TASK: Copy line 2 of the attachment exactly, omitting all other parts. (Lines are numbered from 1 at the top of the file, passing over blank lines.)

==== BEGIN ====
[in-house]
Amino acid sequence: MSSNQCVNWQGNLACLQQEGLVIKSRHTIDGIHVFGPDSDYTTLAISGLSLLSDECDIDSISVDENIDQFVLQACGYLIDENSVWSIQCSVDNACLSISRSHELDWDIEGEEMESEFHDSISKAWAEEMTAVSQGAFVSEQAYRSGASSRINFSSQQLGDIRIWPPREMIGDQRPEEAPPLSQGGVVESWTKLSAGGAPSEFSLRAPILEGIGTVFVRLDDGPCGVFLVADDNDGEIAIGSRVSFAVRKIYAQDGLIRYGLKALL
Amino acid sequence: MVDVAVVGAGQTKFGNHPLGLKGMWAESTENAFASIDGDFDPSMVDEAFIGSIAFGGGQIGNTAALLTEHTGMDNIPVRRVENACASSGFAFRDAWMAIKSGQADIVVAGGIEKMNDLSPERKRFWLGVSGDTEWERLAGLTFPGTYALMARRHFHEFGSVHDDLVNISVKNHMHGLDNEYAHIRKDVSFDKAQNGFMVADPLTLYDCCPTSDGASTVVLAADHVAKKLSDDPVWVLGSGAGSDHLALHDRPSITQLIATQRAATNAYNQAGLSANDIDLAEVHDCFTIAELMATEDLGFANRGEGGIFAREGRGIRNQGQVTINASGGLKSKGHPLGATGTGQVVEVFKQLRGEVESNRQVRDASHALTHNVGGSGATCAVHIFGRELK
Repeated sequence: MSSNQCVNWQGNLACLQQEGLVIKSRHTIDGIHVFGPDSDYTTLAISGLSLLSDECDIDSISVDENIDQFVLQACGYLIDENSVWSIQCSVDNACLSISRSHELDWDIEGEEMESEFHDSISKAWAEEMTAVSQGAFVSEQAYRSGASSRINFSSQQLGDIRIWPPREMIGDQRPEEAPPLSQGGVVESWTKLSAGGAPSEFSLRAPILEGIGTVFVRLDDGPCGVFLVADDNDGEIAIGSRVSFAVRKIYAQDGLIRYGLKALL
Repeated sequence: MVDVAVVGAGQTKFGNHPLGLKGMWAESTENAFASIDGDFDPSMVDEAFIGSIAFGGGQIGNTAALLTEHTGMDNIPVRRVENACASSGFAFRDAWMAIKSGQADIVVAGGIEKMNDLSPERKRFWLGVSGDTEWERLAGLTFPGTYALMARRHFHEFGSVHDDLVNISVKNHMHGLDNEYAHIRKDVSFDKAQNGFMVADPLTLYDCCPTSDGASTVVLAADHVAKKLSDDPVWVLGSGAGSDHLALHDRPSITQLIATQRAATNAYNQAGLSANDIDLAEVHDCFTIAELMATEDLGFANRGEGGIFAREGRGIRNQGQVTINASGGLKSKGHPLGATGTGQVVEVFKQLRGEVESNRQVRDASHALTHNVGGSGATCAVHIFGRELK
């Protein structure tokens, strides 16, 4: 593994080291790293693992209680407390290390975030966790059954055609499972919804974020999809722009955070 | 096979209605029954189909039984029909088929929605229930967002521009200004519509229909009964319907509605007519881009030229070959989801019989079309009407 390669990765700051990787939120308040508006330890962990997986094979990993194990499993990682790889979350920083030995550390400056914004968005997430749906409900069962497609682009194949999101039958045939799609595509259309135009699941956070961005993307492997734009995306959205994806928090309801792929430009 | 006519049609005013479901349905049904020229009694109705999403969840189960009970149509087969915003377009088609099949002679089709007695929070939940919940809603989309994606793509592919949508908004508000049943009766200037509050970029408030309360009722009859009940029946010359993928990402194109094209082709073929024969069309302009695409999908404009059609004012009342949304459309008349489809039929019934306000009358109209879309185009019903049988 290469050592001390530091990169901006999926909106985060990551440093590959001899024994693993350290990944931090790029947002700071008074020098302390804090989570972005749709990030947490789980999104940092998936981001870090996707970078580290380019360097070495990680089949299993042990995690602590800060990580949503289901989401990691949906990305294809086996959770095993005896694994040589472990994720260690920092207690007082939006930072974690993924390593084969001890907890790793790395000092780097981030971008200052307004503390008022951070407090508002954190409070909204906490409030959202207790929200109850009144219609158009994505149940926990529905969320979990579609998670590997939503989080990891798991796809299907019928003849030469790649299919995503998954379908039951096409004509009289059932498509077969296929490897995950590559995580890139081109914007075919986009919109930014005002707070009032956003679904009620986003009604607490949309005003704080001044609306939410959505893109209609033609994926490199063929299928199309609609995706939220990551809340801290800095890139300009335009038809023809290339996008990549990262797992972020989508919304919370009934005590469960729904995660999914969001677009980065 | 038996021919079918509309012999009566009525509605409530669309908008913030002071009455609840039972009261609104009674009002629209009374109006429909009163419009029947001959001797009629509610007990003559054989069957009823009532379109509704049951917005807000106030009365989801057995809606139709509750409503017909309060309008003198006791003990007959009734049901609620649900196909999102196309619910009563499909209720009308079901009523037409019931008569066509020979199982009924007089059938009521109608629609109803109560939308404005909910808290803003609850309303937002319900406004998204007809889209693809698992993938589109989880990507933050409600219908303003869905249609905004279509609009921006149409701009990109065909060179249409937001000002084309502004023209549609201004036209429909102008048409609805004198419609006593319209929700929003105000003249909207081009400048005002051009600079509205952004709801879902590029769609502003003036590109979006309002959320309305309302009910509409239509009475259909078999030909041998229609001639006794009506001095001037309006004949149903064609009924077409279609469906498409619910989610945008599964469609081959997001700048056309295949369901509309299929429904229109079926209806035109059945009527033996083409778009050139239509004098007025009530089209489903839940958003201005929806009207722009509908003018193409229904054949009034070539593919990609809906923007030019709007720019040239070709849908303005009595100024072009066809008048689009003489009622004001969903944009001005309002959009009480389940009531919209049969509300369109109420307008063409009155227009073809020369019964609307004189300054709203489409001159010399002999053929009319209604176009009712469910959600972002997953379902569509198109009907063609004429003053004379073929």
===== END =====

Amino acid sequence: MSSNQCVNWQGNLACLQQEGLVIKSRHTIDGIHVFGPDSDYTTLAISGLSLLSDECDIDSISVDENIDQFVLQACGYLIDENSVWSIQCSVDNACLSISRSHELDWDIEGEEMESEFHDSISKAWAEEMTAVSQGAFVSEQAYRSGASSRINFSSQQLGDIRIWPPREMIGDQRPEEAPPLSQGGVVESWTKLSAGGAPSEFSLRAPILEGIGTVFVRLDDGPCGVFLVADDNDGEIAIGSRVSFAVRKIYAQDGLIRYGLKALL